No one’s watching tonight to see an argument about policy. Those differences, minor as they are between candidates, have already been hashed and rehashed in the umpteen previous debates. The only reason to watch is drama.

We might get some drama.

The reason, of course, is that no fewer than three credible big-name candidates are on the brink of being taken off the board 38-year-old ex-mayor Alfred E. Neuman of South Bend, a guy who’s never won statewide nor federal office, whom no one outside of Democratic podcast hosts had heard of prior to late 2018. Buttigieg seemed to have had his moment in the sun in primary polling back in December, when he led in Iowa, but then began to decline in January as Bernie Sanders surged. He’d finish a respectable third or fourth there, I figured, then again in New Hampshire and then bow out having successfully introduced himself to the national Democratic electorate ahead of a more serious run for something down the road.

Instead he tied Sanders for first on Monday (more or less) and sits one slim point behind him in New Hampshire in the latest Suffolk poll, having gained 12 points(!) in the past three days. He may very well lead the field in the next poll and win the farking primary on Tuesday night, upsetting Bernie and establishing himself as the clear center-left alternative to Sanders-style socialism.

And if he does, he’ll utterly destroy Joe Biden’s, Elizabeth Warren’s, and Amy Klobuchar’s campaigns. Between them those three have 55+ years of service in the Senate plus Joe’s eight years as VP. And none of them might survive the month as candidates thanks to Pete “Who?” Buttigieg.

In fact, he doesn’t actually need to win on Tuesday to destroy them. A strong second behind Bernie with the rest far behind should suffice to solidify Democratic perceptions of them as also-rans, with Klobuchar likely to drop out immediately and Warren and Biden needing a miracle in Nevada. Precisely for that reason, all three should come at him tonight with battle axes, hoping to knock him back in the polls and force moderate voters to take a second look at their other options. Biden and Warren will throw roundhouses because they have to but Klobuchar may throw them because she wants to. As far back as November, reporters were nothing how much she resents Buttigieg for occupying “her” niche in the race as the low-key electable moderate from the midwest.

It’s an annoyance that has been building slowly since the summer. Asked in June about Mr. Buttigieg’s qualifications to be president relative to the female candidates in the race, Senator Amy Klobuchar of Minnesota was unsparing in her assessment.

“Could we be running with less experience than we had? I don’t think so,” she said. “I don’t think people would take us seriously.”…

Over the summer, a simple mention of Mr. Buttigieg’s name during a conversation in the Senate chamber between Senator Cory Booker of New Jersey and Ms. Klobuchar was enough to make Ms. Klobuchar extremely agitated, according to witnesses.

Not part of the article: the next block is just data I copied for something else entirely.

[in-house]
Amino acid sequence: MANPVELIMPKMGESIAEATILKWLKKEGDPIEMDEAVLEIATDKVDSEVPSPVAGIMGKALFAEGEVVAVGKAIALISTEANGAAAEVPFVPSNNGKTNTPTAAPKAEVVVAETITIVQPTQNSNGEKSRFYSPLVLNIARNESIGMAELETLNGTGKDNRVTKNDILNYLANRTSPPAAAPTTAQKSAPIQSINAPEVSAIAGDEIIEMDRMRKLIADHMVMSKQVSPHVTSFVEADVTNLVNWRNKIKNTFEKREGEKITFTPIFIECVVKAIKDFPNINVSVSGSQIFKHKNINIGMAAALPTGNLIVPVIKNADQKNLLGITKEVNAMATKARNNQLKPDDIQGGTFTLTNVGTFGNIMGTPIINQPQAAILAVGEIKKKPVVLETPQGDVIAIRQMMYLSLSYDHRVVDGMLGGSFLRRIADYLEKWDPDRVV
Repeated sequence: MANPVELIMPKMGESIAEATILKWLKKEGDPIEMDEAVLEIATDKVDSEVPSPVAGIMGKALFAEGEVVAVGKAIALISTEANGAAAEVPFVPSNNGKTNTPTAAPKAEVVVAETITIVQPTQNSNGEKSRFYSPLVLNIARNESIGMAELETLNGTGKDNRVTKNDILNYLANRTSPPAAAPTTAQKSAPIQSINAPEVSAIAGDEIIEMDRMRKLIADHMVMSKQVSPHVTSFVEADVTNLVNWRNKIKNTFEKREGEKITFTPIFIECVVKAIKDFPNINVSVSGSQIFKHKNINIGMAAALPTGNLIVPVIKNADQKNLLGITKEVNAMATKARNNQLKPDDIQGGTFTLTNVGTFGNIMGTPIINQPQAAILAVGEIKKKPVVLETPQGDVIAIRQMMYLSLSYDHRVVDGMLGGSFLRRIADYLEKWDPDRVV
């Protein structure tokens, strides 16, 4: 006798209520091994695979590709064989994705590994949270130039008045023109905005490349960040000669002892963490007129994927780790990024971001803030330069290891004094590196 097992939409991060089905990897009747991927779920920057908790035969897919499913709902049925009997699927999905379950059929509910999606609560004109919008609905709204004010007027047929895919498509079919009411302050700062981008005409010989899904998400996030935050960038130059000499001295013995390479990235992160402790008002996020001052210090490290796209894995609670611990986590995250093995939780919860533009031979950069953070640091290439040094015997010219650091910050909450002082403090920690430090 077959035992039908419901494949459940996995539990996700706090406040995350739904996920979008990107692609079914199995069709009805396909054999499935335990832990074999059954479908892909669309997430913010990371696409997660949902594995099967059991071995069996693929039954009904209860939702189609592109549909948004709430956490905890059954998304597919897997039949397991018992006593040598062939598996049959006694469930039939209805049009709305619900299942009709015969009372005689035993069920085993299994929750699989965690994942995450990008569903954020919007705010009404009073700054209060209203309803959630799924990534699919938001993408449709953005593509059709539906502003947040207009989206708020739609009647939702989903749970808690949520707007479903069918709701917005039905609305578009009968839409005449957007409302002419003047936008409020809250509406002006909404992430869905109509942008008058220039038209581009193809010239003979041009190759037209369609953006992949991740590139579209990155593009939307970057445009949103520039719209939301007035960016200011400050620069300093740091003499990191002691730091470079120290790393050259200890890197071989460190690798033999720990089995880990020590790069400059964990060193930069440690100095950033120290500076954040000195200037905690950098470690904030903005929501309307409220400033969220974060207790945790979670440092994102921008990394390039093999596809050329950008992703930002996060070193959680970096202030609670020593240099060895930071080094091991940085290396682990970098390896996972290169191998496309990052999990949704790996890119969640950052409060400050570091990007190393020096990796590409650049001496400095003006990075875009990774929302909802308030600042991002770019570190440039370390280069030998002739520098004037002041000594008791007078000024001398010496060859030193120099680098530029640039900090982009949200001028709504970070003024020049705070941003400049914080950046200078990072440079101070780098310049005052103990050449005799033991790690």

If the agitation was extreme then, imagine what it’s like three months later after watching him rocket to the top of the field. Does Pete have any idea what’s in store for him if Klobuchar hulks out?

Only one of Buttigieg’s four rivals has reason to go easy on him tonight, and ironically it’s the guy whom Mayor Pete is battling for first in New Hampshire. Bernie has to be looking at Buttigieg’s rise as a stroke of great good luck, believing that he has more liabilities as an alternative to Sanders than any of the other three contenders. If Bernie is too old, Pete is too young. If Bernie is too radical, Pete is too inexperienced. If Bernie has a problem winning over black voters, Pete has a bigger one. If Bernie is apt to scare suburban voters, Pete might scare socially conservative and/or blue-collar ones. As much as Sanders wants to win New Hampshire, the price of doing so by damaging Buttigieg tonight might be too steep. He could inadvertently clear the way for a Biden, Warren, or Klobuchar resurgence. Better to lay off Pete and hope that he terminates the moderates, then take him on one-on-one later.

Or one-on-two, once Mike Bloomberg joins the fun and complicates Buttigieg’s bid to consolidate the centrist vote. Which will also be helpful to Bernie.

The debate starts at 8 p.m. ET on ABC. If Pete performs well tonight — and he tends to do well at these things, as his poise and obvious intelligence are 98 percent of the reason people support him — then it may cement his momentum in New Hampshire and deliver him a victory. And if it does, this’ll be the last debate at which Sanders has the luxury of ducking a fight with him. By the way, as I write this at 1 p.m. ET, Nate Silver’s model has the likelihood of Sanders winning the nomination up to 46 percent. Next is … no one, at 24 percent. That’s how muddled the centrist picture is right now.